Somali pirates have released a chemical tanker, the Stolt Valor, after they received a $1.1 million ransom, a regional maritime official said on Sunday.
Two other ships could be released before Nov. 25 because negotiations between the owners and pirates had been going well, said Andrew Mwangura, director of the East African Seafarers’ Assistance Program that monitors piracy.
But he said the pirates, who have made shipping routes off Somalia among the most dangerous in the world, had seized another ship, a Japanese cargo vessel.
“It (the Stolt Valor) was released last night and after release, another ship was taken, a Japanese one with South Korean connections,” Mwangura told Reuters, adding that a $1.1 million ransom had been paid for the Stolt Valor.
“Stolt Valor is among three ships that are to be released this month,” he added, naming them as the MV Genius and the MV Action but without giving further details.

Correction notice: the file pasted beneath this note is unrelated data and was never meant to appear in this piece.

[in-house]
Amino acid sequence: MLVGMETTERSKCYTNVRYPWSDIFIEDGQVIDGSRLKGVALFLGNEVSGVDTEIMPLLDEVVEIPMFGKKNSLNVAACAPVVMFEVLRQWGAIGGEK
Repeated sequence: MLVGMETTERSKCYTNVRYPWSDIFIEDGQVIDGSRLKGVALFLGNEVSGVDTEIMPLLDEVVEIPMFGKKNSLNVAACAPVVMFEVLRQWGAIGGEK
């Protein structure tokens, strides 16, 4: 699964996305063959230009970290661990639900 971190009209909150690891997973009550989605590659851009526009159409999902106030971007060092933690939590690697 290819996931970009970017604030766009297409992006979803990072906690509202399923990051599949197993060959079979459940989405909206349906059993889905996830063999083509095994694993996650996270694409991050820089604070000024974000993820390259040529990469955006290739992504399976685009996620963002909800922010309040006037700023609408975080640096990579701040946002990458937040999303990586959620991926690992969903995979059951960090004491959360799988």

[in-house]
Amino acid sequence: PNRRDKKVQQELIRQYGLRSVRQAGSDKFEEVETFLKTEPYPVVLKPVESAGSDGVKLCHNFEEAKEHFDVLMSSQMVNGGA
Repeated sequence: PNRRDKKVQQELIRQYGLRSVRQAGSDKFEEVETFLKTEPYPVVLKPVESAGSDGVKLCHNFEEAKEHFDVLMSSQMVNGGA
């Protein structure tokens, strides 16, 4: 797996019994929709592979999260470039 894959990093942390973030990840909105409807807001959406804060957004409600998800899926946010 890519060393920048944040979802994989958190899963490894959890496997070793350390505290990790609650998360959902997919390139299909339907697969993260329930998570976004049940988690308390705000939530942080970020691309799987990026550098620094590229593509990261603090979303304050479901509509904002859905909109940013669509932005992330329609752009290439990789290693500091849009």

The pirates off the dangerous Somali coast have taken three ships within the past week alone; another chemical tanker chartered by chemical tanker shipping group Stolt-Nielsen, a Chinese fishing vessel and a Turkish tanker.
The Japanese cargo ship hijacked late on Saturday was carrying 23 sailors including five South Koreans, according to South Korea’s Yonhap news agency.
Piracy off Somalia has plagued the shipping lane linking the Middle East Gulf and Asia to Europe and beyond via the Suez Canal and increased insurance premiums.
The International Maritime Bureau says 199 incidents of piracy or attempted piracy were reported worldwide from January to September this year, of which 63 were in the Gulf of Aden and off the Somali coast.
(Reporting by Helen Nyambura-Mwaura; Editing by Charles Dick)
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